In the week before Route 43 opened to traffic, SHA contractors were still hard at work. Seen Oct. 16 through a rear-view mirror, a roller operator smooths the road.
With a parade of firetrucks, the Perry Hall High School marching band and a plane pulling a banner announcing "Route 43: now open for business," federal, state and local officials opened the new 3.8-mile extension of the highway from White Marsh to Middle River on Oct. 23.
"We built a road, not just for transportation but for economic development," said County Executive Jim Smith, who brought Rep. Dutch Ruppersberger up to the podium for the opening ceremonies. When he was county executive, Ruppersberger kicked off the project, which took five years and $75 million to complete.
Now that the so-called "Road to Opportunity" is open, county officials are looking for -- and in some cases, finding -- measurable results.
Construction has started on Baltimore Crossroads, the 1.5 million-square-foot business community built around the road, and signed tenants include Alexander's Mobility Services and Wawa. The development is expected to generate $460 million in new private investment and up to 10,000 new jobs.
Among those at the opening were the purchasers of the former General Services Administration Depot, now known as Middle River Station, a 1.9 million-square-foot complex on 50 acres at Route 43 and Eastern Boulevard.
Bidding as "believe1," the purchasers agreed to pay $37.5 million for the complex in an online auction run by the GSA. Although the GSA has yet to identify them, and they have yet to identify themselves publicly, they introduced themselves to local officials Oct. 23.
Jeffrey Spatz, an attorney with Gordon Feinblatt, said he represented the buyers, Middle River Station Development LLC. (The limited liability company formed Sept. 29, using Gordon Feinblatt's address on Redwood Street in Baltimore, according to the state Department of Assessment and Taxation's Web site.)
The GSA has approved the contract and the sale should close in a few months, Spatz said.
In the meantime, he said, Route 43 "definitely enhances the property and the community."
The largest parcel along the road --1,000 acres formerly known as the A.V. Williams property -- includes 10 land bays, with 5 million square feet of flex, office, warehouse and industrial space and 400,000 square feet of retail space.
Led by Bethesda-based Somerset Construction, St. John Properties, First Industrial Properties Trust and Chesapeake Real Estate Group are developing the property; so far, most of it is available.
"Until the tenants can kick the tires and drive up to it, it's really hard in the real estate market," said David Iannucci, executive director of the county's Department of Economic Development.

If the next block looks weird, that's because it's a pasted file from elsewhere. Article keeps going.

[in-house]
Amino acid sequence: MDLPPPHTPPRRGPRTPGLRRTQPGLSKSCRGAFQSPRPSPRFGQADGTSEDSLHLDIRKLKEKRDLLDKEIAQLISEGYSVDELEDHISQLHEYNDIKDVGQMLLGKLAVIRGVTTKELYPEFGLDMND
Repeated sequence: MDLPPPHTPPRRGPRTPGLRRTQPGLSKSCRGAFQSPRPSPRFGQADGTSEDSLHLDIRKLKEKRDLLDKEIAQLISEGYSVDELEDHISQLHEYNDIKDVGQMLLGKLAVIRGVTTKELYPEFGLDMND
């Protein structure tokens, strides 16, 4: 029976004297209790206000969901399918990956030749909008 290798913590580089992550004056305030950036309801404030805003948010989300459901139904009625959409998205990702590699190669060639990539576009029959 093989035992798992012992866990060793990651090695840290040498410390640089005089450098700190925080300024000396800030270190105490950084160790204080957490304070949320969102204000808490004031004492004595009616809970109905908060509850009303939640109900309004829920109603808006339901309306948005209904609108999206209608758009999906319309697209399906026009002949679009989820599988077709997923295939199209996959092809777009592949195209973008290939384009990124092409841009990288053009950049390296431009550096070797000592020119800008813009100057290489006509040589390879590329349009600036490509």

In addition, the developers will proceed deliberately, leaving some ground for later projects, said Michael Caruthers, Somerset's president.
"We don't want to make a mistake. We'll determine at a later date what will go there," Caruthers said, noting an expected influx of jobs as a result of the federal base realignment and closure process.
With its location between Aberdeen Proving Ground and Fort Meade, "we're going to see some energy" along Route 43, Caruthers said. "We're ready to rock and roll and can provide something no one else can."
Chesapeake Real Estate Group, a commercial brokerage, construction and development company in Glen Burnie, purchased 240 acres in Baltimore Crossroads.
Jim Lighthizer, a partner with Chesapeake, said the company will break ground soon on its first 215,000 square feet of space, part of their section's planned 1.5 million square feet of industrial space in nine buildings.
Lighthizer said Chesapeake already has signed a tenant, which he declined to name, that plans to move its headquarters -- with 400 jobs in 60,000 square feet of space -- to Baltimore Crossroads.
Construction of the Route 43 extension and a parallel hiker-biker trail included rehabilitating three bridges, widening the Route 40 bridge and building five new bridges, including an Amtrak-MARC crossing.
Although it had been described as costing about $68 million, and the final price was higher, the project was completed "on time and on budget," according to State Highway Administration officials. (The final price includes private money and the costs of bridge work on Route 40 and more parking space at the MARC station on Eastern Boulevard, officials said.)
Work on the Middle River MARC station -- increasing the number of parking spaces from 149 to 321 -- is expected to be completed by the end of the year.
The state Department of Transportation has dedicated $88 million to other Baltimore County projects, including new lanes on Interstate 95 and a transit-oriented development in Owings Mills, Secretary Robert Flanagan said.
"It's important to improve transportation and infrastructure in the Baltimore area," Flanagan said. "There's a lot going on in the county and a lot more in store for the county."
Calling the highway's extension "a huge economic engine," Flanagan said Route 43 will improve mobility in the area and factor into base closure and realignment requirements, which could bring as many as 60,000 jobs to Maryland.
The main benefit of the road is "to people," he said: "People who go to work, visit relatives, go shopping. It will make their traffic much easier."